Tired of Traffic Jams? Porsche’s ‘Flying Cars’ Might Be The Solution Within The Next Ten Years !!

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Porsche Flying Cars

Porsche Flying Cars

How many times have you been stuck in choc-a-bloc traffic or bumper-to-bumper jams, and wished for a superpower that enables you to fly over the long queue of cars? Well, this might actually come true within the ten years. At least that’s what German automobile manufacturer, Porsche, is aiming for. News reports state that Porsche is working on developing a flying passenger car and is in the early stages of drawing up a blueprint of a flying taxi. But the company expects it could take up to a decade to finalize the technology before they can launch in real traffic. Speaking at the Geneva auto show, R&D chief Michael Steiner said that flying vehicles are one of the mobility solutions for congested urban areas across the world.

Flying Cars

And Porsche isn’t the only one working on developing ‘flying cars’. The Daily Mail reports that Porsche and its parent company, Volkswagen join a raft of companies working on designs for flying cars in anticipation of a shift in the transport market towards self-driving vehicles and on-demand digital mobility services. An evolved version of the two-seater flying car, called Pop.Up, was exhibited at the Geneva show by VW’s auto designer Italdesign and Airbus. It has been designed to avoid gridlock on city roads. The PopUp has been defined as a trailblazing modular ground and air passenger concept vehicle system to relieve the traffic congestion in megacities of the future.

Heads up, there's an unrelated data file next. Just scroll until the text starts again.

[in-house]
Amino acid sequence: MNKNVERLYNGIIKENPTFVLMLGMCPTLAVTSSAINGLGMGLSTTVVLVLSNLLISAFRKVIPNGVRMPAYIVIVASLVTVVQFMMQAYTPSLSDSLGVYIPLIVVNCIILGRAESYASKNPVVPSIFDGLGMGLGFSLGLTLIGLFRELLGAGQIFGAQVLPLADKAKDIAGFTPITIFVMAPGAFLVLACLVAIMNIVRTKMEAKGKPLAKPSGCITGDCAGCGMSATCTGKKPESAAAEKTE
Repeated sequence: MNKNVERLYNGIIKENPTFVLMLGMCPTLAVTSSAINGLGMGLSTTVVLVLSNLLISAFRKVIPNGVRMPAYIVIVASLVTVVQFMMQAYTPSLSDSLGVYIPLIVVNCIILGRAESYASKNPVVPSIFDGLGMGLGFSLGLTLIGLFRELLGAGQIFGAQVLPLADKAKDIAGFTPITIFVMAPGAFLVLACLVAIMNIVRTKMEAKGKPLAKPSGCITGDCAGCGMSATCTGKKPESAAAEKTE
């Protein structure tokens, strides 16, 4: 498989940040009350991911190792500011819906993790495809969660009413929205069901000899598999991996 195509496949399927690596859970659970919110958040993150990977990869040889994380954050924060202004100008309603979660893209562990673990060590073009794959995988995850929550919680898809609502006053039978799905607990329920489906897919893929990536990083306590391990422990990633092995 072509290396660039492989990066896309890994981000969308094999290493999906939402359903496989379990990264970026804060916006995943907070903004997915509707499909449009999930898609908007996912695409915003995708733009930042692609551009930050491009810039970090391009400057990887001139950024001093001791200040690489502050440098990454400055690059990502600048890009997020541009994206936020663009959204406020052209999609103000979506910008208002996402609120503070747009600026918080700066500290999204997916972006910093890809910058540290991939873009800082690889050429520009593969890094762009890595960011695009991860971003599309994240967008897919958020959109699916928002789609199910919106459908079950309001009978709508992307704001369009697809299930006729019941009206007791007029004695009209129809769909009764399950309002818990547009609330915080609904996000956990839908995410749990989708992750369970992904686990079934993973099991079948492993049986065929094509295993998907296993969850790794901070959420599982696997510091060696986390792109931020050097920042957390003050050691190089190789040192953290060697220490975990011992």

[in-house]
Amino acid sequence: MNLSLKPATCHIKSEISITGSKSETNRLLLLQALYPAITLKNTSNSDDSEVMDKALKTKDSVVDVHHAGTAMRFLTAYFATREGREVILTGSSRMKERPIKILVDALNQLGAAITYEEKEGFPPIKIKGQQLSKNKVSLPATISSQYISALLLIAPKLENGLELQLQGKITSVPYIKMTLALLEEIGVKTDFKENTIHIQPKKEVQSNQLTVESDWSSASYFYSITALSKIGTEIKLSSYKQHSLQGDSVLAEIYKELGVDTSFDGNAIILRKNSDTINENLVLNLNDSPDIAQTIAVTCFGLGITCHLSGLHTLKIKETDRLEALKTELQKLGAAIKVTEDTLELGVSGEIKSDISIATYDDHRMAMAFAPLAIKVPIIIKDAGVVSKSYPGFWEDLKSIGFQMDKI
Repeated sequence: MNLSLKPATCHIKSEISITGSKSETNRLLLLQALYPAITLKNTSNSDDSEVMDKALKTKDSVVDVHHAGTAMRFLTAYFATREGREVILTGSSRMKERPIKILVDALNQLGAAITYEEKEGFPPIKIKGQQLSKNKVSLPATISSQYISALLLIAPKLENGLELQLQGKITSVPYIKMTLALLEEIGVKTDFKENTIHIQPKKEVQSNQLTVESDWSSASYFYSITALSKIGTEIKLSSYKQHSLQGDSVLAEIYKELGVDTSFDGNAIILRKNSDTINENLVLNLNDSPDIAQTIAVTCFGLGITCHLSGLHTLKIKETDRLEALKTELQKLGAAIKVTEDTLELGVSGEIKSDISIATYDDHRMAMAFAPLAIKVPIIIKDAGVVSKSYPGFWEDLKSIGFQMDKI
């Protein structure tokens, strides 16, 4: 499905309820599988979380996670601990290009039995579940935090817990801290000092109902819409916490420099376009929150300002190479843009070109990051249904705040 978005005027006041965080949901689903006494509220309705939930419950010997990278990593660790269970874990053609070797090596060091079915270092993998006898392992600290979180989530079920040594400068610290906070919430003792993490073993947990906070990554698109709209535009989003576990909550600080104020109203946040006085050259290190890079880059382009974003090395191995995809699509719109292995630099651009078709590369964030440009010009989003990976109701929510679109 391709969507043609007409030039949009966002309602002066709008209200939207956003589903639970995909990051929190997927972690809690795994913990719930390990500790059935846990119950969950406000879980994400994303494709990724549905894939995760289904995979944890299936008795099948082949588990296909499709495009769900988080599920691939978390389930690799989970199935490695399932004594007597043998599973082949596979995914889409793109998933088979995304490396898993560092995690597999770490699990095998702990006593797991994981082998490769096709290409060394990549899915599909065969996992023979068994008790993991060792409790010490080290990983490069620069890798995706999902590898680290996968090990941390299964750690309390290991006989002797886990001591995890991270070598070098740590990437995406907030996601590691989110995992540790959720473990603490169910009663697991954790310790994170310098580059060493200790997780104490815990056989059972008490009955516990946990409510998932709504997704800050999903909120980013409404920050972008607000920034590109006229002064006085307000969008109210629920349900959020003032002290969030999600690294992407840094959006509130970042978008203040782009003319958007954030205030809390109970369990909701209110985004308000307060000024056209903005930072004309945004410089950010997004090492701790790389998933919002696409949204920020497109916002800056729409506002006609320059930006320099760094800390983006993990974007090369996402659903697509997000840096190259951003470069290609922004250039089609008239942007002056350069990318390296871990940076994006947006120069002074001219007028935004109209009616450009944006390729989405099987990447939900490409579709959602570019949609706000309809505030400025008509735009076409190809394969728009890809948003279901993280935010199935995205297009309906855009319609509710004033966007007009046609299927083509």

BGR reports that the Pop.Up design showcases an incredibly futuristic and impressively modular vehicle that can seamlessly transition between four-wheel transport and quadcopter flight. Porsche also expects the cross-utility variant of its all-electric Mission E sports car to attract at least 20,000 buyers if it gets approved for production. Steiner said that Porsche will decide later this year whether to build the Mission E Cross Turismo concept which surges to 100 kilometers per hour in less than 3.5 seconds.

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